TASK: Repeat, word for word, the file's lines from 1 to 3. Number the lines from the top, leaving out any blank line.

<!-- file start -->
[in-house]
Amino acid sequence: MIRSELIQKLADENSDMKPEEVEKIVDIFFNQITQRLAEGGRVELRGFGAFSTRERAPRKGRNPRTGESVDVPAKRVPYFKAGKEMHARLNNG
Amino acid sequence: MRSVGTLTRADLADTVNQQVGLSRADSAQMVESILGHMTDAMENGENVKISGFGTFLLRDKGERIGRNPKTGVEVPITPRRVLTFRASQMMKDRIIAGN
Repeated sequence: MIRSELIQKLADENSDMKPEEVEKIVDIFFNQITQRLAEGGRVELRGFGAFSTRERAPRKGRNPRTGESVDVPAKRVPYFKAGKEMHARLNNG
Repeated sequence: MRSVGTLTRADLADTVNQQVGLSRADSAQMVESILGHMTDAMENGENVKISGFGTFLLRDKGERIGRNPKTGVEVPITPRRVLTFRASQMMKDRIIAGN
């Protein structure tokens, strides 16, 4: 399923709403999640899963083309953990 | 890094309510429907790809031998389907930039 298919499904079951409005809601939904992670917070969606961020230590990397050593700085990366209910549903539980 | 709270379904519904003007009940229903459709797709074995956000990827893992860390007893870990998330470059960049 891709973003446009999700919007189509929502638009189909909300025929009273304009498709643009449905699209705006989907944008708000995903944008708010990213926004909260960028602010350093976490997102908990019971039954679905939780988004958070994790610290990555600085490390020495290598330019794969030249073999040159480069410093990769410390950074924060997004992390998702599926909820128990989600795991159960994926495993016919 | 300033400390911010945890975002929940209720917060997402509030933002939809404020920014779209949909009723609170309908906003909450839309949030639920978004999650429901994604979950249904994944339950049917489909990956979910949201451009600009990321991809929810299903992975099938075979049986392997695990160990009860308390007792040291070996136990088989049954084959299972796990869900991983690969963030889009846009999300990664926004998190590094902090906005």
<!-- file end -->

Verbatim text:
[in-house]
Amino acid sequence: MIRSELIQKLADENSDMKPEEVEKIVDIFFNQITQRLAEGGRVELRGFGAFSTRERAPRKGRNPRTGESVDVPAKRVPYFKAGKEMHARLNNG
Amino acid sequence: MRSVGTLTRADLADTVNQQVGLSRADSAQMVESILGHMTDAMENGENVKISGFGTFLLRDKGERIGRNPKTGVEVPITPRRVLTFRASQMMKDRIIAGN